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School of Public Health at UNC-CH


  1. Wayne Johnson Ph.D.
    Posted February 28, 2012 at 7:00 am | Permalink

    Thanks for the excerpt from your important new book (Post 2/27/). Just one note. Unfortunately Ivory is not at all quaint, as a massive slaughter of elephants in Africa over the last 18-24 months proves. The Asian connection for Ivory and the lack of anti-poaching enforcement in key countries has revived the trade big time.

  2. Ariana Katz
    Posted August 17, 2012 at 2:15 pm | Permalink

    Dear Professor Halperin,

    I just read an article about your new book, Tinderbox, and I am very interested in your research. A little background about myself: I am just starting my first year in the Health Behavior department at UNC Gillings School of Public Health after working for the past 3 years at a San Francisco non profit, called Shanti Project. I’ve been researching and working in the HIV field since being an undergrad at Occidental College in Los Angeles, including an internship at an AIDS organization while studying abroad in Dakar, Senegal. Specifically, I am interested in peer support and the biopsychosocial model.

    If you are on campus this semester, I would love to meet with you. I’m interested in learning more about your career and research and get some advice on moving forward in my own career, if you’re willing.

    Thanks very much,

    Ariana Katz

  3. Treva Gear
    Posted September 17, 2012 at 5:18 am | Permalink

    Hello Dr. Halperin,
    My name is Treva Gear and I am a biology teacher at Lowndes High School in Valdosta, Georgia. I am very impressed with the topics covered in Tinderbox. I was staying at the Hyatt Place (Peachtree Street) in Atlanta, Georgia on the evening of September 12th for a conference when I first found out about your book. When purchasing tea and muffins in the lobby area I overheard your conversation stating that you had written the book that you were holding.

    I did not want to intrude so out of curiosity I searched for the book on Amazon when I returned to my find out that it is about the AIDS epidemic. As a biology teacher, I was immediately interested in this book. I would enjoy sharing this information with my students due to many misconceptions about the origination of AIDs. How can I get an autographed copy of your book?

    Treva Gear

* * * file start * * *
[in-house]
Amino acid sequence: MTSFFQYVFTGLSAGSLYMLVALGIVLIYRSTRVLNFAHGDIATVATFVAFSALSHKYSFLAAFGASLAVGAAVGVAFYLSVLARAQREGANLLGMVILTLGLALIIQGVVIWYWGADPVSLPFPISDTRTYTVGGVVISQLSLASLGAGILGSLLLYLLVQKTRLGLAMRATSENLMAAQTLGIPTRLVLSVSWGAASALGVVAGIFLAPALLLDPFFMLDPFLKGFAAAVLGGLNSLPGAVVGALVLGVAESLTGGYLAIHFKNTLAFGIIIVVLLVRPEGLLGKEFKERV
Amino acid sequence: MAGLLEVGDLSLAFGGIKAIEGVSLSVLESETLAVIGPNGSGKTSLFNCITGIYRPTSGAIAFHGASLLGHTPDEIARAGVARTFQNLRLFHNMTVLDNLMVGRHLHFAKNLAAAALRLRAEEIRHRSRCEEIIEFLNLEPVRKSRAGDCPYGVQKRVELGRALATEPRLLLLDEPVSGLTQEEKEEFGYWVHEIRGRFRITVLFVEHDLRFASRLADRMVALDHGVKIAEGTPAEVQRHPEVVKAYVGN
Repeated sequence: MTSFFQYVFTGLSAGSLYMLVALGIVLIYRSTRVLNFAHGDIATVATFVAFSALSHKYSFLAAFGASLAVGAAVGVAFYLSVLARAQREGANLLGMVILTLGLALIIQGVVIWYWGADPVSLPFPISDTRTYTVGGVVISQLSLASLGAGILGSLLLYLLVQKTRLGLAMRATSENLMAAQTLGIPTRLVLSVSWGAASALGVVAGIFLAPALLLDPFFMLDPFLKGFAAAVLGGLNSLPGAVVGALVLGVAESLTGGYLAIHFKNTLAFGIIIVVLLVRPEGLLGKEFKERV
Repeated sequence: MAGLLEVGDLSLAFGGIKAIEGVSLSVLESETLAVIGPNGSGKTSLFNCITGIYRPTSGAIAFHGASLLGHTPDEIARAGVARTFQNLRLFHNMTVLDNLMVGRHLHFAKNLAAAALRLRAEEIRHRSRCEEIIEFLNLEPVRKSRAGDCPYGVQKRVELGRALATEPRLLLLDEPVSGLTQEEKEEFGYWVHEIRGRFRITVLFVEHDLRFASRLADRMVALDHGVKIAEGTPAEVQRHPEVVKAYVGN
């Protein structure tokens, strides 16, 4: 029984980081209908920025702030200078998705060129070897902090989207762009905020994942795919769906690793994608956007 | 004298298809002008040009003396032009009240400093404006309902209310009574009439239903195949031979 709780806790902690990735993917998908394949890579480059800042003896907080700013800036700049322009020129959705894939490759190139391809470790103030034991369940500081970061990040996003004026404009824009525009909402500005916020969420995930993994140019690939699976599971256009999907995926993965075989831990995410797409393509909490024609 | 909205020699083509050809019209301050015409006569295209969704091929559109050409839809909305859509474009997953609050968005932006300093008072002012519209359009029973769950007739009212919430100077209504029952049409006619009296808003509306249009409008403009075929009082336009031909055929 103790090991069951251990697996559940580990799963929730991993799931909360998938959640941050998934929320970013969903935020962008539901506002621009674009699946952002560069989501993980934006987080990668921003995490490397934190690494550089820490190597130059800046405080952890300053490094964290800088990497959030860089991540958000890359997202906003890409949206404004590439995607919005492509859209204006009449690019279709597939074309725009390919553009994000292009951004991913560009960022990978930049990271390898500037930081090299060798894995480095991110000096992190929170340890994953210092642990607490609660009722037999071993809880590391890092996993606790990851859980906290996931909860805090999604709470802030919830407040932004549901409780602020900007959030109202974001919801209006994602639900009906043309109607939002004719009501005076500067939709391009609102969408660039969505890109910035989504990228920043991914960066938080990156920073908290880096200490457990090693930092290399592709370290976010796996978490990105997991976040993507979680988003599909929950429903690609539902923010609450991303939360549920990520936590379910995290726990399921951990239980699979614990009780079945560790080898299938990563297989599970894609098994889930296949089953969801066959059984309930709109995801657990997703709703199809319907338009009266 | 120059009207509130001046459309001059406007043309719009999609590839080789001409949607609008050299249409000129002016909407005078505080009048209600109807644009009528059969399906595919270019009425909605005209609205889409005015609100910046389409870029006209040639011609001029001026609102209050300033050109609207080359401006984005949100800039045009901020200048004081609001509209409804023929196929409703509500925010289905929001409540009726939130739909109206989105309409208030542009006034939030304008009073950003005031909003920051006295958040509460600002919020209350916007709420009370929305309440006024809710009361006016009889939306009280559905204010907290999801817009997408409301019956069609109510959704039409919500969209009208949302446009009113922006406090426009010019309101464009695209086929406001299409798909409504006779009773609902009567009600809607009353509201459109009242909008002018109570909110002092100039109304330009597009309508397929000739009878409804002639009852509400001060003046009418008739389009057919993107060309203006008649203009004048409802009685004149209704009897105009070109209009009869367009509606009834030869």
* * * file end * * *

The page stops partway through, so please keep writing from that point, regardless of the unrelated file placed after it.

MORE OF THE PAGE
4. Posted October 11, 2012 at 2:20 pm | Permalink

    Good morning Dr. Halperin,
    I just wanted to let you know that I mentioned your book Tinderbox in a blog post this morning.


  5. Daniel Halperin
    Posted April 16, 2015 at 5:10 pm | Permalink

    Oh wow, I’m terribly sorry for the delay in replying! (from 3 years ago, yikes! I only just now noticed there are “comments” posted on my UNC site! 🙂 Thanks for letting me know about your blog, etc. Sincerely,

    Daniel Halperin, PhD,
    Professor of Epidemiology, Ponce Health Sciences University, Puerto Rico;
    Adjunct Professor, Gillings School of Global Public Health, University of North Carolina, Chapel Hill; ;

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  12. Posted January 30, 2015 at 10:17 pm | Permalink

    Dear Prof. Halperin,
    I am concluding a review article on the HIV epidemic in Zimbabwe over the past three decades, in which I made reference to your findings in: Halperin, D.T., Mugurungi, O., Hallett, T.B., Muchini, B., Campbell, B., Magure, T., Benedikt, C., Gregson, S. (2011) A surprising prevention success: why did the HIV epidemic decline in Zimbabwe? PLoS Med.;8(2):e1000414. To demonstrate the trends in HIV prevalence and incidence, I made reference to your Figure 1. Summary of epidemiological findings.
    (A) Estimated trends in HIV prevalence, incidence, and AIDS deaths using a mathematical model of HIV transmission fitted. I would like to include your graph as a key reference for the estimated changes in prevalence and incidence. I am requesting for permission to use the said graph.
    Kind regards,

  13. Daniel Halperin
    Posted April 16, 2015 at 5:02 pm | Permalink

    Terribly sorry for the delay in replying! Yes, of course you may use/cite that information from our article. Sincerely,

    Daniel Halperin, PhD,
    Professor of Epidemiology, Ponce Health Sciences University, Puerto Rico;
    Adjunct Professor, Gillings School of Global Public Health, University of North Carolina, Chapel Hill; ;

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